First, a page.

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4 Stars Out Of 5
September 16, 2010
I enjoyed this book. The four viewpoints explored are the preterist approach, often aligned with postmillennialism; the idealist view, often aligned with amillennialism; and both classic and progressive dispensationalism, both of which are premillennial. I felt that each writer attempted to present his view in a well thought, persuasive, but not necessarily an abrasive manner. I also appreciated the efforts made to offer compelling arguments, while at the same time stopping short of ridiculing the other views. No one has a corner on the truth other than the Lord Himself, so I appreciated this approach.
A definite counter balance to the Pre-millenial viewpoint, strongly Reformational, but delivered more from a logical, "let's see if we can make a case for it" method than a "let's see what Scripture really says" method. He did not convince me.
Still in the process of reading it, but so far I have found it to be very instructive and to the point. I recommend this book to anyone seeking a deeper understanding of the various views on New Testament prophecy.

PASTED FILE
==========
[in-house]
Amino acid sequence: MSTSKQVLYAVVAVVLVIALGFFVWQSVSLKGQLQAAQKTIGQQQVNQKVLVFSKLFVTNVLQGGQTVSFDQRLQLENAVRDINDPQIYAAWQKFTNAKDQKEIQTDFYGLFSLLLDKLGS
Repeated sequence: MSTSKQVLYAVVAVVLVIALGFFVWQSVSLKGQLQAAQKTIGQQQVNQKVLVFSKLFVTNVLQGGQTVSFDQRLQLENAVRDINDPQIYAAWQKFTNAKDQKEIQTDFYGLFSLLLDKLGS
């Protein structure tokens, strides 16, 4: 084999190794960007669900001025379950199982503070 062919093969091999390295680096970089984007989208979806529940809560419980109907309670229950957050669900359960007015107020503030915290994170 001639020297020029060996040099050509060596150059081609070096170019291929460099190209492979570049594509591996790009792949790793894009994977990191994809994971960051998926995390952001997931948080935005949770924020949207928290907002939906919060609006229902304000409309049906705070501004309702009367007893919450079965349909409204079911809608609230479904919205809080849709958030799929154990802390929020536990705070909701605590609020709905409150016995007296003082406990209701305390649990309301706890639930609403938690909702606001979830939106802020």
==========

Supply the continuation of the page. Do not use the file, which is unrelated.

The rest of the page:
The first writer is Kenneth Gentry, representing the Preterist view. His work is the best presented of the four positions, worthy of five stars. If anyone wants a very good explanation of the Preterist view in a nutshell, Gentry offers it here.The second writer is Sam Hamstra, representing the Idealist view. He is a bit wordy in his presentation, and comes across as rather dull. I give him three stars.The third writer is Marvin Pate, representing the Progressive Dispensationalist view. Ironically, his argument is the weakest and most difficult to understand of the four. He appears to be seeking an interpretation that will have something for everyone, but sacrifices substance and clarity in the process. What seems to be a combination of a preterist/futurist position is not appealing in the least. I give him two stars.The fourth writer is Robert Thomas, representing the Classic Dispensationalist view. Thomas voices the usual mantra for this camp, claiming that his dispensational view is the only position that interprets Revelation literally. He then proceeds to explain the "actual meaning" of the various "symbols" described by the Apostle John! Still, he does a commendable job of presenting a very brief summary of this very complicated viewpoint. I give him four stars.In summary, this book is more suitable for the college classroom than for the church congregation. I would recommend it to a fellow pastor or theologian, but not to a layman. Overall, it serves to refresh the memory of a person who has already determined his viewpoint, rather than to persuade the mind of a person who is still undecided.